LUXEMBOURG, Mon Apr 11, 2011 (LifeSiteNews.com) - A study produced by Eurostat, the statistical office of the European Union, reveals that between 2003 and 2009 the average fertility rate of the twenty-seven countries making up the EU rose from 1.47 children per woman, to a level of 1.60.
However, the fertility rate remains well below the replacement level of 2.1, which is the average number of children per woman needed to keep the population size constant in the absence of migration flows.
The “Third Demography Report,” published on April 1, 2011, found that about 5 million children are born each year in the EU, and about 2 million people immigrate from outside countries. While births currently outnumber deaths by a small amount, the rapid aging of the population will require a larger inflow of immigrants to prevent the size of the population from shrinking in the future.
The report notes that in 4 countries - Bulgaria, Lithuania, Latvia and Romania - the population is already decreasing due to a combination of more deaths than births, and emigration.
The report observed that by 2014 the working age population of the EU will start to shrink rapidly as the baby-boom generations from the post World War II period begin to retire.
The proportion of the population aged 65 and over is projected to increase from 17.4% in 2010 to 30.0 % in 2060, resulting in a growing imbalance between people of working age, between 19 and 65, and those they support.
In 2010 the EU had about three people of working age for every two dependent people. By 2060 Eurostat forecasts that there will be about a one-to-one ratio of working age people to dependent people aged under 19 or over 65 years in the EU-27.
The current EU population of half a billion includes 32.4 million foreigners - 6.5% of the total population. Of those, 12.3 million were EU27 nationals living in another Member State and 20.1 million were citizens from a non-EU27 country.
In 2010, the largest numbers of foreign citizens were recorded in Germany (7.1 million persons), Spain (5.7 million), the United Kingdom (4.4 million), Italy (4.2 million) and France (3.8 million). Almost 80% of the foreign citizens in the EU27 lived in these five Member States.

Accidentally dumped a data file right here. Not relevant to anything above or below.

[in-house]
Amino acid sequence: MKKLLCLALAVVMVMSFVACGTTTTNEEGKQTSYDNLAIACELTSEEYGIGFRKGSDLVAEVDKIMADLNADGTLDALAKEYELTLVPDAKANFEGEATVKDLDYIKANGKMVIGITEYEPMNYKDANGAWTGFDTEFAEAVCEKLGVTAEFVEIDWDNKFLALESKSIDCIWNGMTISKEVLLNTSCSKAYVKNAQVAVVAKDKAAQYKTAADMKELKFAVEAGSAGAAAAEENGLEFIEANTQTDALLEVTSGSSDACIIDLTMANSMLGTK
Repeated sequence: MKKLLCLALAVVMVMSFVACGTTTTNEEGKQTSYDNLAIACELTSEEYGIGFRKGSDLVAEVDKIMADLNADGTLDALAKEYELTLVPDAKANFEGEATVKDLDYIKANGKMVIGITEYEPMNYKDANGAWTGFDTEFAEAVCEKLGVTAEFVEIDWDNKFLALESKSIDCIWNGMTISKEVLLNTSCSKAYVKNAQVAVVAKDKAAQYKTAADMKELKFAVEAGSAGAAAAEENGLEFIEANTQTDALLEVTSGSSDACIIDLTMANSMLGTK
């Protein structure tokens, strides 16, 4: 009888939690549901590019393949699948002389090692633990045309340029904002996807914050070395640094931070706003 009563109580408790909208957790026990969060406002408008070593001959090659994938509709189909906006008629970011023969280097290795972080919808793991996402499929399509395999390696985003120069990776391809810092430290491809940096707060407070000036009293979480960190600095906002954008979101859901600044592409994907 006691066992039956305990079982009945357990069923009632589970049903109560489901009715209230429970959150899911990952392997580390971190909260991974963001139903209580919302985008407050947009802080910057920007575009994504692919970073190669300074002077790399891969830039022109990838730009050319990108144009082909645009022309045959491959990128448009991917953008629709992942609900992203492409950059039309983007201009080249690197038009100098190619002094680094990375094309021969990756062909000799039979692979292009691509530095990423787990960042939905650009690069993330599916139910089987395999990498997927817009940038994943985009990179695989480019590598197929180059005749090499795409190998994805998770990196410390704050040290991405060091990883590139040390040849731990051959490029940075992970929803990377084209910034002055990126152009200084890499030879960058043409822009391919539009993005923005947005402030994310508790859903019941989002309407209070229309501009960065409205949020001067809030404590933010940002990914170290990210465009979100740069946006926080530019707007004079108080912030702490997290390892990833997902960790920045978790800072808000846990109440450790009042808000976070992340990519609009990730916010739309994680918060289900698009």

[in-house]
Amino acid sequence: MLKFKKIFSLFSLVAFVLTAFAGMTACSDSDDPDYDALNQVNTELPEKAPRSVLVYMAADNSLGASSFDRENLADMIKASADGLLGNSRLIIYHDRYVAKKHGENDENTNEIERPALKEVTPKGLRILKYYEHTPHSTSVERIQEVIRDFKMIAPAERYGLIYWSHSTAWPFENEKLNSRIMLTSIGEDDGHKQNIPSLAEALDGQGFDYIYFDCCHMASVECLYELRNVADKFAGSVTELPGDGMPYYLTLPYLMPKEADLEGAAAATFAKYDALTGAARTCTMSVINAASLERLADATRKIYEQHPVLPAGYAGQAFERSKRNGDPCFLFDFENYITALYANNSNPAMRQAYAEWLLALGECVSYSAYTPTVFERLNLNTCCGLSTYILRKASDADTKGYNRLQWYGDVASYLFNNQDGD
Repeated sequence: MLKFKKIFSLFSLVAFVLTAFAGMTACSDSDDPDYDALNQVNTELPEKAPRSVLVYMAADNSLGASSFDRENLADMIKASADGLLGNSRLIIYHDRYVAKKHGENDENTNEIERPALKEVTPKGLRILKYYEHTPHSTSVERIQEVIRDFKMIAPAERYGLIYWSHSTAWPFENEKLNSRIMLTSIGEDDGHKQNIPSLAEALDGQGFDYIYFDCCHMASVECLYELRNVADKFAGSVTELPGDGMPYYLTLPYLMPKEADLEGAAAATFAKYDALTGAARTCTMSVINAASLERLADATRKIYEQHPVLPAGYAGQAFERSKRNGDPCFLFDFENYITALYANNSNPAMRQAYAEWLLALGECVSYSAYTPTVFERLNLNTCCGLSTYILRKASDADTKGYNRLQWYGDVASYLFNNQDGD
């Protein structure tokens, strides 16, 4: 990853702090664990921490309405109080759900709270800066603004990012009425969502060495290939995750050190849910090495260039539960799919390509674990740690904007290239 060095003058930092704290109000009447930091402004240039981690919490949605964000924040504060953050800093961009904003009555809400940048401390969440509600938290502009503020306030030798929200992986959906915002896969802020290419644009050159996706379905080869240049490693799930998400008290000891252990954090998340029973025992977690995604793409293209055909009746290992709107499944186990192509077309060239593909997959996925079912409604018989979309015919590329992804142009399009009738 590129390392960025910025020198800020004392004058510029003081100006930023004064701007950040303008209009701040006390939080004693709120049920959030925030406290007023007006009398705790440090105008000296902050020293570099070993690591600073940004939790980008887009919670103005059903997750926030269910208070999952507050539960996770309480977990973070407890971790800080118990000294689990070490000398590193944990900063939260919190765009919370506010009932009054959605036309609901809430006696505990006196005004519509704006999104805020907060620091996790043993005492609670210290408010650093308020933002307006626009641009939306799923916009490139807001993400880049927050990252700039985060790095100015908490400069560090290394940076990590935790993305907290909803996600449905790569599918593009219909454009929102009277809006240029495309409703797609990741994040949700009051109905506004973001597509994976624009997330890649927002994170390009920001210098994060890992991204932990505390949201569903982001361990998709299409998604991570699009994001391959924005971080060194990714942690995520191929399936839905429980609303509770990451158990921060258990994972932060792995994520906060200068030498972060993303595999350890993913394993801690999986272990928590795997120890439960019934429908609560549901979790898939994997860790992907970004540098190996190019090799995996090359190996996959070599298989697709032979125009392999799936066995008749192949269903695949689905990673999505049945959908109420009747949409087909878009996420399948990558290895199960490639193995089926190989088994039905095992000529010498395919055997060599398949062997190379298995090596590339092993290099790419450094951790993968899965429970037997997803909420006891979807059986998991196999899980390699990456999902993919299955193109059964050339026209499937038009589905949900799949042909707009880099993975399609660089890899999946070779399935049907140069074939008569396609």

While the report speculates that fertility might continue to increase marginally, possibly to just over 1.7 children per woman, population stability will depend on immigration.
The Member States with the highest fertility rates were Ireland (2.07), France (2.00), the United Kingdom (1.96 in 2008) and Sweden (1.94), all approaching the replacement level of 2.1.
The lowest rates were observed in Latvia (1.31), Hungary and Portugal (both 1.32) and Germany (1.36).
The largest increases in birth rate over the period of the study were observed in Bulgaria (from 1.23 children per woman in 2003 to 1.57 in 2009), Slovenia (from 1.20 to 1.53), the Czech Republic (from 1.18 to 1.49) and Lithuania (from 1.26 to 1.55).
Life expectancy has increased in all Member States over the last 50 years by an average of 10 years for both women and men, to reach 82.4 years for women and 76.4 years for men in 2008.
The study also reported that the mean age of women at first childbirth has risen significantly over the course of the last three decades. The highest age at first childbirth in 2009 was in Ireland, at 31.2 years. Italy followed at 31.1. The lowest was in Bulgaria at 26.6, followed by Romania at 26.9. In 13 of the 27 EU countries women tended to have their children when they were aged 30 or over.
The report concludes that an aging population, low fertility rates, increasing life expectancy, and continuing high immigration will present the EU with a serious demographic challenge.
An abstract of the Eurostat report with a link to the full text is available here.